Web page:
Empire and Betrayal in ‘The Unbroken’

*No Major Spoilers

In the preface of Frantz Fanon’s Wretched of the Earth (1961), Jean-Paul Sarte names the major factions that struggle with and against each other in colonized lands: there are “men,” the European minority, and there are “natives,” the Black and Brown majority of the world. The “men” maintain their high imperial status despite their lesser numbers by coercing middle-men (“hired kinglets, overlords, and a bourgeoisie”) into acting as bullies, snitches and social wardens — reminding “natives” that they have been totalized into an underclass, and there are lines they mustn’t cross if they want to increase their chances of survival. Both middle-men and natives are kept in line by fear: the former are threatened with social death (the loss of their comforts and illusions) and the latter are threatened with total death (the loss of everything they have, including their bodies). 

In The Unbroken (2021), C.L. Clark’s stunning debut novel, Touraine (a woman who was kidnapped from her homeland as a child and trained into a promising, imperial soldier) is both middle-man and native, experiencing the vulnerabilities of both stations simultaneously. She feels the warring tensions of her identity more acutely when she and her fellow soldiers are deployed from Balladaire (an empire that resembles France) to Qazāl (the occupied homeland Touraine and other “Sands” hadn’t seen since they were stolen). As the novel progresses, Touraine is tormented by her long held desire to be a darling of color within the Balladairan army. She’s stretched so thin by the contrary appeals of Balladairan might and Qazāli rebellion that she begins to dislike herself for being so in-the-middle, so indecisive, so so-so, and through that dislike she begins to change her mind.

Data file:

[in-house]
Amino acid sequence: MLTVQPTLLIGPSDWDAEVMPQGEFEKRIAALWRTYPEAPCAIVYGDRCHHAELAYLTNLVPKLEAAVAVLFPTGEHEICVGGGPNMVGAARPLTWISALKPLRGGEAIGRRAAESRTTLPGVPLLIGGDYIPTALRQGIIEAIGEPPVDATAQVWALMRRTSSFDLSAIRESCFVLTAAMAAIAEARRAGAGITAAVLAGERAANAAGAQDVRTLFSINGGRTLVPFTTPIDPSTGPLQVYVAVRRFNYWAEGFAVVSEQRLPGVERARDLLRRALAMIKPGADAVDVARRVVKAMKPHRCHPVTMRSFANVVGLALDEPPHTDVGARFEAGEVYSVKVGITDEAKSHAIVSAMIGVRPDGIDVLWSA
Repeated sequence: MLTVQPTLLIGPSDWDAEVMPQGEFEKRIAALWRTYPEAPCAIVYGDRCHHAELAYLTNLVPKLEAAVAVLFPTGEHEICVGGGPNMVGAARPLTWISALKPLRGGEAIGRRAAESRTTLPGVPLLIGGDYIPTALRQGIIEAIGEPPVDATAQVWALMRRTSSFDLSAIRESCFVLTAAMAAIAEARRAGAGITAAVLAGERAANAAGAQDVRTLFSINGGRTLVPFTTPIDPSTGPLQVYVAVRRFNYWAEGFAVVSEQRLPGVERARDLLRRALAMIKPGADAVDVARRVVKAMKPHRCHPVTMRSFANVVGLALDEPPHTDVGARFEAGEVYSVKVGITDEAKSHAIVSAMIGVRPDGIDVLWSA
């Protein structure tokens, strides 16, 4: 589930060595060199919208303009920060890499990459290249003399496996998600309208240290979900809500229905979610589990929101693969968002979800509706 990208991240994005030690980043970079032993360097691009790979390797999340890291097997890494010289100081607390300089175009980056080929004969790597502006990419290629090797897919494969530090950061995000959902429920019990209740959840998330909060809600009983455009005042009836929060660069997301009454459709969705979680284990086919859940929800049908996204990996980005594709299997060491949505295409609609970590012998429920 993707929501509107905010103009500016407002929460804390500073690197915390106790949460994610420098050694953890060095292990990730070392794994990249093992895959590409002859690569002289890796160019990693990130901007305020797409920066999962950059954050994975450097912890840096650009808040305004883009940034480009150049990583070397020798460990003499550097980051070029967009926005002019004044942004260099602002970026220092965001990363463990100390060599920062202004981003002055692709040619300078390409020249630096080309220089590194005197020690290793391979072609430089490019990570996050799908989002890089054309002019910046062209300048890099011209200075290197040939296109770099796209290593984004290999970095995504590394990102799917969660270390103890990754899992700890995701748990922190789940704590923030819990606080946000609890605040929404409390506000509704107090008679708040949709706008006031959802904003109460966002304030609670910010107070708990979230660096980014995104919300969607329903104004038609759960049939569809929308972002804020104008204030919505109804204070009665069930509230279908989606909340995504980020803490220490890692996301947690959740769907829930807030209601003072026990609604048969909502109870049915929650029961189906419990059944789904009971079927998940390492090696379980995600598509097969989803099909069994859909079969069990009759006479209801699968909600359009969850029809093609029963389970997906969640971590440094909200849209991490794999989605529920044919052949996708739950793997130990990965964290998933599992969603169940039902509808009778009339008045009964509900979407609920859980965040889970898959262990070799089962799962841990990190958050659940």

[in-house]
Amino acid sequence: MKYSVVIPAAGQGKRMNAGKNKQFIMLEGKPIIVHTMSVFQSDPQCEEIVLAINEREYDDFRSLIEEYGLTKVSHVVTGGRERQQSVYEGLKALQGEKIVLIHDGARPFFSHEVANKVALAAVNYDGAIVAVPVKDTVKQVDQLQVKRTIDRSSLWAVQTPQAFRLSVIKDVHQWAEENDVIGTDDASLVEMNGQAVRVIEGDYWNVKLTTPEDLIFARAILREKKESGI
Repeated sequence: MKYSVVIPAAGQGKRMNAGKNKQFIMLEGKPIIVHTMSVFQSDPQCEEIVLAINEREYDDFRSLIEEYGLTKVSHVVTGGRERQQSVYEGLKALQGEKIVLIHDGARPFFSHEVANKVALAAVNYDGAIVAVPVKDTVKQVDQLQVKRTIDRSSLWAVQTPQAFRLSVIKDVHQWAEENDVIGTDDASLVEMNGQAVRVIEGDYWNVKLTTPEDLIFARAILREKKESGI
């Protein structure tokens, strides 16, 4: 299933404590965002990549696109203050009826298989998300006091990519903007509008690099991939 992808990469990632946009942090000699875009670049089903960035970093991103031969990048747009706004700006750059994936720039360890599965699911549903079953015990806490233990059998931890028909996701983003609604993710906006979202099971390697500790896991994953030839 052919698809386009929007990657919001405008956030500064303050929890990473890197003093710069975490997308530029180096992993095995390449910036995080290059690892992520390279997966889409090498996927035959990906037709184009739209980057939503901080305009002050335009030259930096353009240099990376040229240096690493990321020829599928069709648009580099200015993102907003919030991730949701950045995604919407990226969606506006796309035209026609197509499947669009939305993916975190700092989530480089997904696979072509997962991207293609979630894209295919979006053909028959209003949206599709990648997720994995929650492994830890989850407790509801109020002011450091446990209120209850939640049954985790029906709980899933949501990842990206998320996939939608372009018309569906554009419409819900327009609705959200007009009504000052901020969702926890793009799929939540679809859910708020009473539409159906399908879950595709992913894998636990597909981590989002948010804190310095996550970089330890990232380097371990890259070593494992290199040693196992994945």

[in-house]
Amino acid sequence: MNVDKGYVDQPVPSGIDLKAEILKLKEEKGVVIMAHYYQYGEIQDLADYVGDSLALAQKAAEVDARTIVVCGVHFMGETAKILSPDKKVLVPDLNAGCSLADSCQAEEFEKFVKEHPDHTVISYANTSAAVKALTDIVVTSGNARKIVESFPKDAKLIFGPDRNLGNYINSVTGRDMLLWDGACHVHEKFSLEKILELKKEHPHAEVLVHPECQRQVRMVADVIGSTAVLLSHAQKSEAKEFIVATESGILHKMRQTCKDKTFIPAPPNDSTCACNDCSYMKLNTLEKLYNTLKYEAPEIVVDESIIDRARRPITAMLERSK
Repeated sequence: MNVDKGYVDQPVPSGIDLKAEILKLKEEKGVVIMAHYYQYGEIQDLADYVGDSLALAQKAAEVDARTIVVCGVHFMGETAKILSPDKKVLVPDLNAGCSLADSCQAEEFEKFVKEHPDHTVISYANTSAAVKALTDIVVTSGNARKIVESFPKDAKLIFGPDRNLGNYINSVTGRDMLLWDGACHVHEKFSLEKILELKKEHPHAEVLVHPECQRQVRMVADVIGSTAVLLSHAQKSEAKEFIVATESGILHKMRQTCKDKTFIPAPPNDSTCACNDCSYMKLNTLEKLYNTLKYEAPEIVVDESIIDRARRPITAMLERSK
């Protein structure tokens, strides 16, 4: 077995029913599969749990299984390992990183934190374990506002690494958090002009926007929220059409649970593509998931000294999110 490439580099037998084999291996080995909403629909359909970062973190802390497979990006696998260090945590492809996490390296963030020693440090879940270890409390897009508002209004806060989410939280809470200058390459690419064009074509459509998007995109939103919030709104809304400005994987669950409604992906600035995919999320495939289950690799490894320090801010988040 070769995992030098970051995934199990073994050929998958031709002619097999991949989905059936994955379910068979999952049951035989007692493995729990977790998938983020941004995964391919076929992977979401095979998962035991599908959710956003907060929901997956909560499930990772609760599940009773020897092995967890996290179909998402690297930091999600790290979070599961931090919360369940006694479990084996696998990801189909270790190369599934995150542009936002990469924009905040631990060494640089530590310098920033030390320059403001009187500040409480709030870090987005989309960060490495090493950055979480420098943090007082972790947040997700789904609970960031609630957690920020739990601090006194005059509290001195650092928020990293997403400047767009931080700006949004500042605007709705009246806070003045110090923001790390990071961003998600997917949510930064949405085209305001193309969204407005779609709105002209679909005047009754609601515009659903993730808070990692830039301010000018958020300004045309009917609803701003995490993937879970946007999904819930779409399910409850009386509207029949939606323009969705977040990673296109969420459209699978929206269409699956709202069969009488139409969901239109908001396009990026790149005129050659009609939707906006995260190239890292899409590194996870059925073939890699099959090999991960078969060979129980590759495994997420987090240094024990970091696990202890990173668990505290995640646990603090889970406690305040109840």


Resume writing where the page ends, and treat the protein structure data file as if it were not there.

Author C. L. Clark (pic from Amazon author page)

I was at war myself as I read this novel. Part of me recognized Touraine’s fears and wished I could hug her, and another part of me resented her for her resemblance to people who once betrayed me to wield power, and yet another part of me knew (from personal experience) what a nightmare it can be to choose between personal survival and collective survival when circumstances limit you to either/or. Sometimes I saw my past in Pruett, the scorned lover Touraine left in the balance when a whiter opportunity arose, and sometimes I saw my past in Touraine, the eager foot-soldier who followed orders, who thought her old hurt would fade away if she was talented enough (for what, exactly?) and the right people liked her. I’m thankful that Clark wanted her readers to reflect in this way, with our critical eyes turning both outward and inward. The Unbroken is a novel that encourages readers to kill the imperialists in our minds — to pray for change and be the change. It’s both a pleasure and a challenge to read.

I’m excited to read the next two novels in the Magic of the Lost trilogy, which, I’m sure, will continue to stir needed questions about power, sacrifice, grief, faith, and what earthly justice requires of us.

References / Further Reading  —

Song: “Pray for Rain” (2010) by Massive Attack 

Essay: “The Fiction of Peace, The Fantasy of War” (2021) by C.L. Clark

Interview (Video): “Writing Fantasy with C.L. Clark, author of THE UNBROKEN” by Fictitious

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